A typical aspect of a college application is having 2-3 letters of recommendation. Students should seek out recommenders early on, as it may take time for them to complete them. Recommenders tend to be teachers or counselors of the student, who not only know their academic abilities but their personal qualities and other achievements as well.

7) Application Deadlines

  • Early Decision (ED) deadlines (often in November), will give students early admittance decisions (often in December). However these admittance decisions are binding, meaning if a student is admitted through early decision, then they must enroll in the school. Students should be very certain the school is their first choice and the right pick for them before submitting for an early decision. Generally speaking, this is not the best choice for athletes who are still in the recruiting process, so they can keep their options open for other scholarship opportunities.
  • Early Action (EA) is another type of deadline that tends to be in November or December, here students will also hear back from the school much earlier than the regular deadline. However, different from early decision, this deadline is not binding.
  • Regular Decision deadlines are the most common for applicants, with deadlines typically starting in January. Students will usually hear back from schools around mid-march or early April.
  • Rolling Admission is when schools accept applications and submit decisions on a continuous basis until enrollment is filled. Generally there is no deadline and they will continue accepting applications until enrollment is capped.

8) Complete FAFSA

Paying for college can be one of the biggest barriers for students and their families. It is important for students applying to college to complete the Free Application for Federal Student Aid (FAFSA) paperwork, this will help students see the kind of financial support they can be offered when receiving acceptance letters from school, and can then evaluate affordability to different schools. You find more information on how to pay for college in our Scholarships section under Financial Aid.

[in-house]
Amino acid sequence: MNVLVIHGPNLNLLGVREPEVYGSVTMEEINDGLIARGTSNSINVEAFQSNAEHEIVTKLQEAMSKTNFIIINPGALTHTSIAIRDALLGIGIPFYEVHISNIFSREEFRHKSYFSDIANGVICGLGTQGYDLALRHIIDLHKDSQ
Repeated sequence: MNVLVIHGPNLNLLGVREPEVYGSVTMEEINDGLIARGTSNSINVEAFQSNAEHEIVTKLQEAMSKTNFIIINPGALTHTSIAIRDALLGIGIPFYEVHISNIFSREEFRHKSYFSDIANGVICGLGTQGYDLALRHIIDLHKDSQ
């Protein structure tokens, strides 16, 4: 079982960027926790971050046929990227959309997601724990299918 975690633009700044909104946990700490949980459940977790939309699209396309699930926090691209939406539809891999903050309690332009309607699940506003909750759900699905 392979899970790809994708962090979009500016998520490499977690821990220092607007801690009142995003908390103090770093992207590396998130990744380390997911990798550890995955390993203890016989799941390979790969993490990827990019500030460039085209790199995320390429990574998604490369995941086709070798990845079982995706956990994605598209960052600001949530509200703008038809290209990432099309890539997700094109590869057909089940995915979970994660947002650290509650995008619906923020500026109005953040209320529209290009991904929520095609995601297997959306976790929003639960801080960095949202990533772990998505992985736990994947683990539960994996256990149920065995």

9) Find Scholarships

Outside of financial aid there are many scholarships offered by schools to help students and their families afford college. Students should seek out such scholarships on university websites and submit applications for ones that may apply to them. Read more under Paying for College.

10) Apply as Student-Athletes

There are additional application requirements for student-athletes during the recruiting process. We recommend using the following resources as well as the Recruiting Checklist to keep on track.

Additional Resources

11) Research Application Costs

A large majority of schools charge a fee to submit an application. At most universities that fee is around $50, but some schools, like Ivy League Colleges, require a larger application fee of up to $90. Given the fees associated with every application, it is advised for students and parents to work together to make a condensed list of schools to submit applications too.

Using the Common App can be a big help in reducing these application fees. The common app is accepted by over 900 schools, 371 of which don’t charge any application fees for domestic students and 379 of those schools don’t charge any application fees for international students. While the remaining schools still charge their normal application fee, using the common app will save students lots of time while submitting the same application to multiple schools.

Schools that use the common app don’t want the costs of applying to college to be a barrier for students and families, so they have implemented a fee waiver program for eligible students.